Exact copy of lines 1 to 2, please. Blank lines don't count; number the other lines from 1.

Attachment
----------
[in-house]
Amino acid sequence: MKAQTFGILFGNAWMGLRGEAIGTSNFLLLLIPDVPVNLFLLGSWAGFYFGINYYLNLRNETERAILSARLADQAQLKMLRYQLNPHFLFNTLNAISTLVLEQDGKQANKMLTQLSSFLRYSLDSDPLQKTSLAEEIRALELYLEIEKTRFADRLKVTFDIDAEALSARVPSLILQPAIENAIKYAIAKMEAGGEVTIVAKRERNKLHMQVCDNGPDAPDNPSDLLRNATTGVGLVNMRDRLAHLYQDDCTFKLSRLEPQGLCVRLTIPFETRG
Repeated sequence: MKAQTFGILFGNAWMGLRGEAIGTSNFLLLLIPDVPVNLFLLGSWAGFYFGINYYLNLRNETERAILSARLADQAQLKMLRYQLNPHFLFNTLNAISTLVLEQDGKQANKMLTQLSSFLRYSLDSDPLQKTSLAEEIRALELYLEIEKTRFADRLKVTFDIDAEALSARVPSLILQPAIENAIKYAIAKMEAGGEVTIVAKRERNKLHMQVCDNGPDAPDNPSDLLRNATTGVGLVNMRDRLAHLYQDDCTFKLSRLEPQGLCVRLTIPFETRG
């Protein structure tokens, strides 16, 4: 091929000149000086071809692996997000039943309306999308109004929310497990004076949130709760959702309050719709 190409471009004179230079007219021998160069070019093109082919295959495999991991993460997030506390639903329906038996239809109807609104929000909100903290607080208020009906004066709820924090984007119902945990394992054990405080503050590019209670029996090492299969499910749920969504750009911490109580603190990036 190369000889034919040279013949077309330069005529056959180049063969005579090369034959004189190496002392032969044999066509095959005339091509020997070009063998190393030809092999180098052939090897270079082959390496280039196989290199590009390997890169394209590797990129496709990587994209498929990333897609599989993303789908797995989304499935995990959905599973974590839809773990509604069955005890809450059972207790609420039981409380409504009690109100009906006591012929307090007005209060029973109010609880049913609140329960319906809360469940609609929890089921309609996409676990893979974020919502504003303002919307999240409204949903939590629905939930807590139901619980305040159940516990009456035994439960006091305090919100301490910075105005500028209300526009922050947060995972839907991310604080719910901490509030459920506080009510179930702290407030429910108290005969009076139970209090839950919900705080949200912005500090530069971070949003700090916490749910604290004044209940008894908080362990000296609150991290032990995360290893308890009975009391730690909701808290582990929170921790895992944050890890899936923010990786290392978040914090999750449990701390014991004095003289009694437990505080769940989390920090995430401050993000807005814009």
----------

[in-house]
Amino acid sequence: MKAQTFGILFGNAWMGLRGEAIGTSNFLLLLIPDVPVNLFLLGSWAGFYFGINYYLNLRNETERAILSARLADQAQLKMLRYQLNPHFLFNTLNAISTLVLEQDGKQANKMLTQLSSFLRYSLDSDPLQKTSLAEEIRALELYLEIEKTRFADRLKVTFDIDAEALSARVPSLILQPAIENAIKYAIAKMEAGGEVTIVAKRERNKLHMQVCDNGPDAPDNPSDLLRNATTGVGLVNMRDRLAHLYQDDCTFKLSRLEPQGLCVRLTIPFETRG